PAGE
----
more than happy to be amongst the 25% you mention.
    In your first post did you say tripe or triple. If you said
    tripe I would tell you that I had tripe and onions for my
    lunch a couple of days ago and enjoyed it very much.
  • dreamdaisy
    dreamdaisy Member Posts: 31,520
    edited 30. Nov -1, 00:00
    I think the majority on here make the best of a bad thing but I have no doubt that I could live my life far better if I had a live-in cleaner who would also do the laundry and ironing, plus a live-in chef who would deal with all the shopping, cooking and clearing. Doing the basics involved in running a house is enough to drain what little energy I have so there's nothing left for things I might actually want to do. DD
  • stickywicket
    stickywicket Member Posts: 27,088
    edited 30. Nov -1, 00:00
    theresak wrote:
    I,too, hate those adverts where people could do all sorts of wonderfully energetic things after a quick rub of the cream - lucky are they who can squeeze the tube in the first place!

    :lol: So true.

    ichabod - the 'tripe' was a reference to a fun thread we had running a few months back. It was the 'latest cure'.

    DD - Yes. I decided, many years ago, that what my RA really required was a wife :swim-shark: Maybe on prescription - three or four days per week. Of course, nowadays, I could have one but I think Mr SW might object :wink:
  • rayray
    rayray Member Posts: 115
    edited 30. Nov -1, 00:00
    I think that the definition of 'arthritis' is so variable that there will be 25% of people who have been told that they have arthritis but they are largely unaffected.

    I have arthritis in some joints which I have never asked a medic about but have just been told by a hospital dr in passing that the slightly deformed knobbly joint is arthritis. I ignore the slight pain in those affected joints as it is of no consequence.

    The crippling life changing pain in some other joints though cannot be ignored and is entirely different.

    These statements affect many conditions, not just arthritis. The term 'cancer' is hugely emotive but it can be so vary variable depending on the type and stage ... and yes the whole 'positive attitude' thing makes my blood boil after seeing loved ones suffer and pass.

    I wish the term 'arthritis' could be dropped and more specific terms used depending on the type. How many of the general public actually understand the difference between OA, RA, PSA etc.? No wonder people make daft and unhelpful comments!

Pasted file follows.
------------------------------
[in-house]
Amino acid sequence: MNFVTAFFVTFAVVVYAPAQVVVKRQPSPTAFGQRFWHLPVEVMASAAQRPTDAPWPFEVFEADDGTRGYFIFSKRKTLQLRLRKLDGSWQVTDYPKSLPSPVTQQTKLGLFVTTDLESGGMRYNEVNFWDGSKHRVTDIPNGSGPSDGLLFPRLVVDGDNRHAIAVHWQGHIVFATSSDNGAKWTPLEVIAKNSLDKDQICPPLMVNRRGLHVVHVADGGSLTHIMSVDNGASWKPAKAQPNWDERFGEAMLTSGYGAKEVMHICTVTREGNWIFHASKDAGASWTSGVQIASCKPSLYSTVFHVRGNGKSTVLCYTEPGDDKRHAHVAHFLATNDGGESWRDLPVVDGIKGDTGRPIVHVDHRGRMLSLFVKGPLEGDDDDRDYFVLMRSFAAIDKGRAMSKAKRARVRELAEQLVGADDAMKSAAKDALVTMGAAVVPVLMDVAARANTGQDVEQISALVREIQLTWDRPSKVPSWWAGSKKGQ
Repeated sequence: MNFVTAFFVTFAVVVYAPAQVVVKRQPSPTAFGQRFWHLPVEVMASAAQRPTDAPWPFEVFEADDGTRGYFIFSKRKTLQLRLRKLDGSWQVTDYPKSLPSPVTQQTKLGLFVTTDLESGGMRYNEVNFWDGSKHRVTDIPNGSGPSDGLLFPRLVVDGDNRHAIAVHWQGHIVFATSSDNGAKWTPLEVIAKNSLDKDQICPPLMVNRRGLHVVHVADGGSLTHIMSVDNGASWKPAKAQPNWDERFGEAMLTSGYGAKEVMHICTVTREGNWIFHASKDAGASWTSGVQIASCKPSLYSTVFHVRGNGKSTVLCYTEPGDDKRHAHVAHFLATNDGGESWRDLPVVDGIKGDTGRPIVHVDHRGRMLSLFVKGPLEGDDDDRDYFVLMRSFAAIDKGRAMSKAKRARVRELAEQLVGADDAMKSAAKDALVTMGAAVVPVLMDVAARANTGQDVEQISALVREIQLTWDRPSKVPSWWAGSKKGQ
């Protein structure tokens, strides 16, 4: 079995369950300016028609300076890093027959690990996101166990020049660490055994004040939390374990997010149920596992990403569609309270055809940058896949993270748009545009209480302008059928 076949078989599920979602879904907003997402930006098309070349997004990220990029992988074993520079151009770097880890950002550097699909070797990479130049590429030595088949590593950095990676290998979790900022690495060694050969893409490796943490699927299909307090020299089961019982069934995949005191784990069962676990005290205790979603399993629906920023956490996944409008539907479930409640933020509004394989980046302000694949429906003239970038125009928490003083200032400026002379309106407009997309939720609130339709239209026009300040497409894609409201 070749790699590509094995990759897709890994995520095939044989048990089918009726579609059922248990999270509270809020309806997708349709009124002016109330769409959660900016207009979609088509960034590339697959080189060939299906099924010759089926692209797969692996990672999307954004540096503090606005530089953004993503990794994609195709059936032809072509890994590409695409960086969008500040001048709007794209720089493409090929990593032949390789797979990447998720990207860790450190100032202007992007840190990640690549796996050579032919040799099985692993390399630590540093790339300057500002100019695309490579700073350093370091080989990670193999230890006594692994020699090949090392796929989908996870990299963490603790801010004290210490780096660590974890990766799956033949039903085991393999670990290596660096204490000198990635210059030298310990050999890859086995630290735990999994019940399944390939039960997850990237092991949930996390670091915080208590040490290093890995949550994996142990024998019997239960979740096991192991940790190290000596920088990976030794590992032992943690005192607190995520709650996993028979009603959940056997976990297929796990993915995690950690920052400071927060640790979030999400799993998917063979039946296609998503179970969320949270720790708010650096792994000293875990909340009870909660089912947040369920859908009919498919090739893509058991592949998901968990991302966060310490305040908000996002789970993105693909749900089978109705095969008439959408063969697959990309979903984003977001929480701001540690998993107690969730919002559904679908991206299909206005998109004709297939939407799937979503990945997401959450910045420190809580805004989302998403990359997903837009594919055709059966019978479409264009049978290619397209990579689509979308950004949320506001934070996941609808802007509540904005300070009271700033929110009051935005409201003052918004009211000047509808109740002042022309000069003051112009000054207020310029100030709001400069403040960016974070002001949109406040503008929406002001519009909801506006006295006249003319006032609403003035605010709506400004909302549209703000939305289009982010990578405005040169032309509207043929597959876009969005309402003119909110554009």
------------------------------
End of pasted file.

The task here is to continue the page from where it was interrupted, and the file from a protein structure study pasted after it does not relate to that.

In the press there are always going to be sweeping statements and it is only when you are in a situation yourself that you completely understand the affect your particular condition has.
  • JamesFoote
    JamesFoote Member Posts: 86
    edited 30. Nov -1, 00:00
    I am one of the 25% it is I you are looking for.

    Only today I was doing a parachute from 35000 feet to land on a moving motor bike that was chasing down a beautiful red Jaguar F type, doing 90mph, I opened the the car door pulled the driver from the car and positioned my self behind the wheel to my left was a stunningly beautiful blond who was quite ample in the lovelies department. She looked at me and said "Hello handsome my names is."

    I then wake up and all the flippin pain starts again.

    Back in the 75%. Blast


    James
  • dreamdaisy
    dreamdaisy Member Posts: 31,520
    edited 30. Nov -1, 00:00
    Oh James! That made me laugh, thank you for brightening my morning!

    I find it saddening but not surprising that those who are doing well post so rarely, leaving it to the rest of us (who aren't) to advise, cheer and encourage others who are also struggling. I had the temerity to join the 25% on Sunday - I'm paying for it now, serves me right! :lol: DD
  • pot80
    pot80 Member Posts: 109
    edited 30. Nov -1, 00:00
    I count myself in the 25%. A year or two ago at my annual review with the rheumatologist I said that I was fed up because physically I could not achieve what I used to as far as walking was concerned. He paused a while and then looked me straight in the eye and said "I do not know quite how to put this to you, but walking is the very best exercise for you and providing that you are not suffering any form of flare up then I am afraid the problem is your age" I am now 82 and still go walking and find it is not so much the distance as the speed that I find demanding.At the other end of the scale I find the slow speed of bird watching almost more tiring. Yes, I wake up in the morning with stiff and aching hands and ankles but once up and going I carry on but achieve less than I used to.